California Division Of Workers’ Compensation Proposes Changes To Permanent Disability Rating Schedule


San Francisco, CA  (CompNewsNetwork) - The California Department of Industrial Relations, Division of Workers' Compensation (DWC) is proposing changes to the permanent disability rating schedule (PDRS), which will increase benefits for injured workers by an average of 16 percent. The proposal is contained in draft regulations posted to the DWC online forum at for review and comment. Comments will be accepted on the forum until Friday, May 23.

"Workers' compensation reforms require the disability rating schedule to be based on empirical data that ties wage loss to injury type," said DWC Administrative Director Carrie Nevans. "We've been studying how those two factors intersect under the 2005 schedule and now have enough data and analysis to support this increase. We look forward to receiving input on this proposal.""

Under the DWC's proposal, the future earnings capacity (FEC) multiplier—a key factor in determining benefit amounts received by injured workers—would be adjusted to reflect data on wages lost by workers with specific injury types, such as injuries to the spine, hand and knee. The proposal would increase the FEC range—the total spread of the numeric FEC formula—from the existing range of 1.1 to 1.4 to a new range of 1.2 to 1.5, reflecting DWC's updated wage loss information. The DWC estimates this change will increase disability ratings—the percentage of disability from which benefit dollars are derived—overall by 12 percent on average.

In addition to increasing the FEC range, injury types would be re-ranked within the range to correlate with wage loss: Injuries with higher wage loss (such as spine or wrist injuries) would receive a greater upward adjustment, while those with lower wage loss (such as knee injuries) would receive less of an upward adjustment.

"This proposal will provide more money in benefits for workers with the highest wage loss," said Nevans. "This includes increases for some of the most common injuries, like those to the back, wrist, hand and ankle."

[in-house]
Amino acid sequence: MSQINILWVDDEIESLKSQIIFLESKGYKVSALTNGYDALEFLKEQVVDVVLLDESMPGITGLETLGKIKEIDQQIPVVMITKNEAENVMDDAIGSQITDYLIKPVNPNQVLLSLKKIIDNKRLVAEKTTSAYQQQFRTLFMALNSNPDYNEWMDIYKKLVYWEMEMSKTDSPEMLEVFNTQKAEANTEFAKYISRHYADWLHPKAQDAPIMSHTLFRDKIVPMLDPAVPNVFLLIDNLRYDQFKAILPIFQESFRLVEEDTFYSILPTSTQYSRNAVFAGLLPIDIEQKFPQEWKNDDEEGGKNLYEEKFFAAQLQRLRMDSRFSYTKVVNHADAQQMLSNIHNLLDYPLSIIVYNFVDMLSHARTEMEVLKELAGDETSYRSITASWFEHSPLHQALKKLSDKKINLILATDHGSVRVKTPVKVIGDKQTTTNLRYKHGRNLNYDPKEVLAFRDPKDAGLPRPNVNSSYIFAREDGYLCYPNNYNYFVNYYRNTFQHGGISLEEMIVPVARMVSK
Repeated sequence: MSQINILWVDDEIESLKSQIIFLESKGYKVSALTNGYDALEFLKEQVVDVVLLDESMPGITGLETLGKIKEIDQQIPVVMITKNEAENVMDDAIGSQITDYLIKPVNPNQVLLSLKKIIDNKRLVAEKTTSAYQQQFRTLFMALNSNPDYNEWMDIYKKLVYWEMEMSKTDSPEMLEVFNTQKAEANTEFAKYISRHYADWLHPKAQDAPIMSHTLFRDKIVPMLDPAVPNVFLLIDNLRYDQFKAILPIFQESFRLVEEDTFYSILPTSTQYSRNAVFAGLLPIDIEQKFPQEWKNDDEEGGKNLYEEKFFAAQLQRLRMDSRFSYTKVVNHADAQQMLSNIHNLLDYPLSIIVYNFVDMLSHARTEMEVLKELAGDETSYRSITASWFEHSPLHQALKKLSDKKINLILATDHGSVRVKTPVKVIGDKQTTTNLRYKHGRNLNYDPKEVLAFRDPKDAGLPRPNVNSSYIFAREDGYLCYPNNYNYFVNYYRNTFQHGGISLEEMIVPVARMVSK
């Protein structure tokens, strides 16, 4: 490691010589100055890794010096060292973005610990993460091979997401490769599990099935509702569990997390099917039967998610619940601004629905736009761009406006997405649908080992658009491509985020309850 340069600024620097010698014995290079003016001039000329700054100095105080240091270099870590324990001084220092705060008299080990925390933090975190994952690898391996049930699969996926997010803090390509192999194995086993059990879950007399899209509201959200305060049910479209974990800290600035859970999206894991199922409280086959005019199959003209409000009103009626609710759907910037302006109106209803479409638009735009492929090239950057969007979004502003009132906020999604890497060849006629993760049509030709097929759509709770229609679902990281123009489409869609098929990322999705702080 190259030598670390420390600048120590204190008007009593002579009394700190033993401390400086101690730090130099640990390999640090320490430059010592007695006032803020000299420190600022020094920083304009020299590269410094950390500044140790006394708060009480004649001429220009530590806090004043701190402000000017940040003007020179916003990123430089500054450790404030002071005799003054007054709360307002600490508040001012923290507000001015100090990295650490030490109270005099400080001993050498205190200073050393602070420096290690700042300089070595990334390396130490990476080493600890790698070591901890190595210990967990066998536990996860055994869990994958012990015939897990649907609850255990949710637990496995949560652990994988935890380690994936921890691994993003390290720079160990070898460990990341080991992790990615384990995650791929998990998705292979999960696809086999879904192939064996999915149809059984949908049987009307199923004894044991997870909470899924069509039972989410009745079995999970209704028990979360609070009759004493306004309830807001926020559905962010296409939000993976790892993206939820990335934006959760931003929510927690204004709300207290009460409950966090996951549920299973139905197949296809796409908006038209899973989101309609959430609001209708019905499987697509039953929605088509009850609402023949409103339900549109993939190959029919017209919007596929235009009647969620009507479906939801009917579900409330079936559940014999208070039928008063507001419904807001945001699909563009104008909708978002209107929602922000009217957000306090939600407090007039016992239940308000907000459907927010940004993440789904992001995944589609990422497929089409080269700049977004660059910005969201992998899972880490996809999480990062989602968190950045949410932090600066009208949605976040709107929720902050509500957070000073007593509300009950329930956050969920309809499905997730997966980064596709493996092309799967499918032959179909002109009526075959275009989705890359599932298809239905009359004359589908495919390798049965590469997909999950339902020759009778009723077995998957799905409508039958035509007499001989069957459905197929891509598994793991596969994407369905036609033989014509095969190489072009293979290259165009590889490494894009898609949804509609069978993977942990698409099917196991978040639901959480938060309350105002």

The proposal would also change age adjustment factors in the PDRS to reflect the latest data. Under the current schedule workers below age 37 receive a decrease in their rating and those over 41 get an increase. This proposal would delete the decrease and only provide an increase for those under age 21 and over age 52.

Permanent disability benefits are paid to injured workers whose injuries result in permanent impairment. SB 899, the workers' compensation reform law of 2004, made several changes to how permanent disability benefits are determined.

First, the method for rating permanent disability was changed to use the American Medical Association (AMA) Guides to Evaluation of Permanent Impairment, which provide objective measurement of disability, resulting in ratings that are more uniform and objective. Use of the objective criteria in the AMA guides also resulted in ratings approximately 40 percent lower than they were under the 1997 rating method.

Second, the underlying goal of the PDRS was changed to compensate workers for their diminished future earning capacity (FEC). The FEC is a numeric formula, based on empirical data linking wage loss to injury type, which adjusts ratings upward from the initial AMA guide rating. The formula is based on how much wage loss is estimated, on average, for a worker with a specific type of injury.

SB 899 also decreased the number of weeks benefits are paid for lesser injuries, increased the weeks for the most serious injuries and changed the way disability is apportioned to ensure the employer is only paying for permanent disability caused by the current work injury.

And the law included return-to-work incentives, which put the focus in the system on getting better and getting back to the job as quickly as possible, which research shows provides the best result for injured workers and employers. 

Following adoption of the 2005 PDRS, the DWC gathered 18 months of data on return-to-work and wage loss and conducted a comprehensive study, which showed return-to-work rates are up by about five percent overall, the current FEC in the PDRS needs to be adjusted to reflect empirical data on wage loss and the current age adjustment should be changed to reflect empirical data on wage loss.

The proposed regulations are authorized by Labor Code section 4660 and are posted on the DWC Web site at

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